covering 2500 miles of Chile with mom
11.26.2010 - 11.30.2010
Despite one final hitch involving transportation to the airport, my mom made it home safely after my dragging her around for two weeks. It's always strange to me how quickly our minds adapt to new circumstances, like how one hug with my mom was all it took to make it feel like she had always lived in Santiago with me. My mind's eagerness to normalize is a good thing seeing I now have lives in three cities, all very far apart.
My mom arrived on a Friday morning to Magaly's new Christmas decorations and a peak into how much food guests consume in this house. Even though it was way too hot outside for soup, I asked Magaly to make cazuela because it seems like the most Chilean dish I know. For the rest of the afternoon, I showed my mom the major sights of Santiago, which by chance included the funeral of Commissioner Valech. Valech wrote one of the reports that helped bring Pinochet's human rights crimes to light, and having learned about him in class I found it pretty cool to have accidentally gotten the chance to hear people clapping and see them running to touch the car as the casket passed.
Friday night was the Cena de Despedida (Goodbye Dinner) for my program, and it turned out making me a lot sadder than I had expected. For one thing, it was the last time me and my closest friends would all be together. But more than that, it's just strange to think about never seeing the whole group of thirty-four people again, and I'm starting to feel not quite ready to leave Chile. Although Christmas and a new pup will make it a lot easier to get on the plane.
Without letting my mom catch up on sleep, we headed right back to the airport Saturday morning to fly up north to the Atacama Desert. We flew into Calama, where an adorable little boy in a soccer uniform offered to walk us to the bus station after I helped him practice some English. From there, we took what should have been an hour-and-a-half bus into San Pedro, the heart of tourism in the desert. Unfortunately, our bus broke down and the travel time doubled. We missed the tour to a salt lake where it's impossible not to float because of it, but we were then directed on a short walk to the Pukara ruins that were cheaper and just as interesting. Pukara was an indigenous fortress used to defend against the Spanish; now it's a hill covered with one-room rock houses in various states of preservation with a beautiful view of the valley. Dinner that night was churrasco, more or less a steak sandwich with various toppings.
Our hostel in San Pedro, Hostal Iquisa, was great. As you can imagine, there's not a whole lot to do in the desert, so the owner likes to fill his day by driving people too and from the center. My cellphone was low on minutes so we opted for the ten-minute walk most of the time, but the general helpfulness was appreciated. When we got home Saturday night, we had just missed a little hostel party with everyone participating a traditional northern dance (which I immediately recognized like the local that I am).
Sleep was pretty uncommon on this trip. Sunday morning had a four o'clock wake-up call to visit El Tatio geyser field. Unlike what happens in Yellowstone, the thermal activity at this site is based upon rock heated by magma coming into contact with icy cold water flowing down from the Andes; when the sun rises and temperatures move away from the extremes, the effect is lost. Meaning you have to beat the sun or you'll see nothing. Even though we were in the desert, we were at a high altitude, so it was pretty cold, but it certainly wasn't unbearable. Most of the geysers don't erupt in grand shows like in Yellowstone, but I still thought the massive field of steam was pretty interesting.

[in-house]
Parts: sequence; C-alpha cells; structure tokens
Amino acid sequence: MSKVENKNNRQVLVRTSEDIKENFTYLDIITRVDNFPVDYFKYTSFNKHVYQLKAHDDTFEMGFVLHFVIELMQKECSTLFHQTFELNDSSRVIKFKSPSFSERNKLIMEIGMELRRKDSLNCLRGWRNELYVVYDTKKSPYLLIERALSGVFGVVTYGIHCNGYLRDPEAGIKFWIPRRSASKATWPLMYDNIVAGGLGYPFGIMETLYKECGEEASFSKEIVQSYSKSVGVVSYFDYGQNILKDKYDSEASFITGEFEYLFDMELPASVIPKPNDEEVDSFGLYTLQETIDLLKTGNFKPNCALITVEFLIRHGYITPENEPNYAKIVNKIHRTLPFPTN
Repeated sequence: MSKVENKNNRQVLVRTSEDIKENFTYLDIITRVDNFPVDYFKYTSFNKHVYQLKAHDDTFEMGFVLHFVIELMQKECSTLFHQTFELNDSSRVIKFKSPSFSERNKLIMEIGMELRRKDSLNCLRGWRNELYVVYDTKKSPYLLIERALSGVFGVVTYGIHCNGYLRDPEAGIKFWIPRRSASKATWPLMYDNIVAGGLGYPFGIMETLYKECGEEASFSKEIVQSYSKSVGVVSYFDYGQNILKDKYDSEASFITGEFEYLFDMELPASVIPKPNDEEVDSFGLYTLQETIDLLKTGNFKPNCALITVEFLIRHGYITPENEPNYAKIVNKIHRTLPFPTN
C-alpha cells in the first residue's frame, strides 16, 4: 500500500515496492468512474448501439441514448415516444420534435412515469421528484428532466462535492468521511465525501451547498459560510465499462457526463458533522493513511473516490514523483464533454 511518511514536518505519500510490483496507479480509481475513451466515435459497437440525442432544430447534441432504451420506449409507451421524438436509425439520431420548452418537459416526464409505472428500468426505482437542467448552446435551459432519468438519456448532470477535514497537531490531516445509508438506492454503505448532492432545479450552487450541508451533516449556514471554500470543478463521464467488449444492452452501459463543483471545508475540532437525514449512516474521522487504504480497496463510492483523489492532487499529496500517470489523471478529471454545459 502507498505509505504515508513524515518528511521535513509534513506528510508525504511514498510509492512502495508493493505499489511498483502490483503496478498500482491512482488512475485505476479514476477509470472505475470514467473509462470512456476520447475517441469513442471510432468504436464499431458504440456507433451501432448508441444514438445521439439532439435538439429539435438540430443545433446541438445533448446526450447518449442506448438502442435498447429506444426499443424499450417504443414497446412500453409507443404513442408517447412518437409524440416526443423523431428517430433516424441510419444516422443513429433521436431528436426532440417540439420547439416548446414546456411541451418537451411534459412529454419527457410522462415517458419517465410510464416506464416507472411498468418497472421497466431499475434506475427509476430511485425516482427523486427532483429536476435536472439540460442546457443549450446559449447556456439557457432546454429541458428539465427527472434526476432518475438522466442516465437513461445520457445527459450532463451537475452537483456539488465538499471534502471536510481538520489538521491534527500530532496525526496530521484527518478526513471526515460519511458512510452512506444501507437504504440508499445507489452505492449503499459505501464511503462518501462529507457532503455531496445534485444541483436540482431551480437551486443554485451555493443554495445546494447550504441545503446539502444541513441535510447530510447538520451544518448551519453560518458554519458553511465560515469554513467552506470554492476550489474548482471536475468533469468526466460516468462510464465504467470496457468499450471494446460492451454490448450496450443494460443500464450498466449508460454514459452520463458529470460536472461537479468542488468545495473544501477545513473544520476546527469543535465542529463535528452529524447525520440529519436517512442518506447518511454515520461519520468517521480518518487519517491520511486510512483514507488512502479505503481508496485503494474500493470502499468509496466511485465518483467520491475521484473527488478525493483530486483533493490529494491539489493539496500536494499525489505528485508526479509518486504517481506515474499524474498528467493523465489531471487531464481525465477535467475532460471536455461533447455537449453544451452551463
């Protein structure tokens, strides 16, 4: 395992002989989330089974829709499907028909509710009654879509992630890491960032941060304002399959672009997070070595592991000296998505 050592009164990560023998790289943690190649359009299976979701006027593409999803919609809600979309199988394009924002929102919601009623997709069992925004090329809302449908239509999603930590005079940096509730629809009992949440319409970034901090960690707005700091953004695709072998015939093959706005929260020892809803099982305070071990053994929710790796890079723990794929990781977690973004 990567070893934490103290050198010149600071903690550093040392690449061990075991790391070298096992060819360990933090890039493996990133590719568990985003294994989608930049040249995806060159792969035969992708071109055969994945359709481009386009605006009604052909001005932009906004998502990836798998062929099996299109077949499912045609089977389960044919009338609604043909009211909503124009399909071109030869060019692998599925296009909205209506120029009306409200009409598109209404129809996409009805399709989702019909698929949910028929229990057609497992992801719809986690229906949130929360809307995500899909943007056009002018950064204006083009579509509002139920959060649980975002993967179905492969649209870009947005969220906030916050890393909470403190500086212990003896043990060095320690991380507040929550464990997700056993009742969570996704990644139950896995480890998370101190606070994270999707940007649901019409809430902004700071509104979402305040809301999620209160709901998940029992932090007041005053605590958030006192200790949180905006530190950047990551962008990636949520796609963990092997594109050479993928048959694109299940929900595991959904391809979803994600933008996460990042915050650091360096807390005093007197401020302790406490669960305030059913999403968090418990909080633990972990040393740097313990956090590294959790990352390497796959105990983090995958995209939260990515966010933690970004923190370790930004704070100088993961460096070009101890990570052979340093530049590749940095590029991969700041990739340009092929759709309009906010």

While our tour guides made breakfast, my mom and I took a swim in the hot springs. Which, like the other desert hot springs I've visited in Chile, was not hot. We spent most of the time trying to change out of--and then back into--layers and layers of thermals and coats into swim suits in front of everyone without being seen. Breakfast was delicious: crepes with manjar (pankekes, as they are called) and grilled ham and cheese sandwiches. As you can see in the picture, we were the unique tour group that got to drive around in a tank. For whatever reason, a massive truck designed for overlanding in Africa is the only vehicle Grado 10 owns. (I highly recommend Grado 10 tours for anyone visiting San Pedro.)
Heading back to San Pedro, we made stops at a lagoon filled with different birds, a canyon covered in very old cactus, and a town named Machuca that thrives on selling llama meet and pictures with live llamas to tourists. Llamas and alpacas in Chile are all domesticated, but their camelid brethren vicuñas (seen here) and guanacos (to be seen in Patagonia) are still wild.
Before tour number two, we grabbed a quick bite at a local food stand. We thought we were ordering bruschetta and ended up with beef-pork-and-chicken skewers that were delicious nonetheless; the problem with my never eating out here is that I haven't learned a lot of restaurant vocabulary. We then climbed back into the tank and headed into the sand. Starting at the Salt Mountain Range, we took a hike above and along the Valle de la Muerte. Not really sure where we were going, we were all a little shocked when our guide took off his shoes and ran down the sand dune. A much cooler exit than all the people sandboarding nearby. Everyone was feeling pretty brave and accomplished upon reaching the bottom, only to realize we weren't at the bottom at all and that the second half of the hill was so steep we couldn't see where it ended. I almost went crashing down on this second leg when my foot sunk too deep into the sand, but I didn't fall and even if I had it would have been a soft landing. At the end of the Valley of Death (which is where any movie about Moses' forty days in the desert should be filmed), the tank was waiting with drinks for everyone. We then drove into Valle de la Luna for sunset. I was slightly disappointed in Moon Valley; apparently astronauts trained here before the moon landing, but I never felt like I had left Earth. We were also told the colors transform at sunset, but that didn't really happen either. It was still beautiful in a desert kind of way, and the rock formations--though not out of this world--were impressive.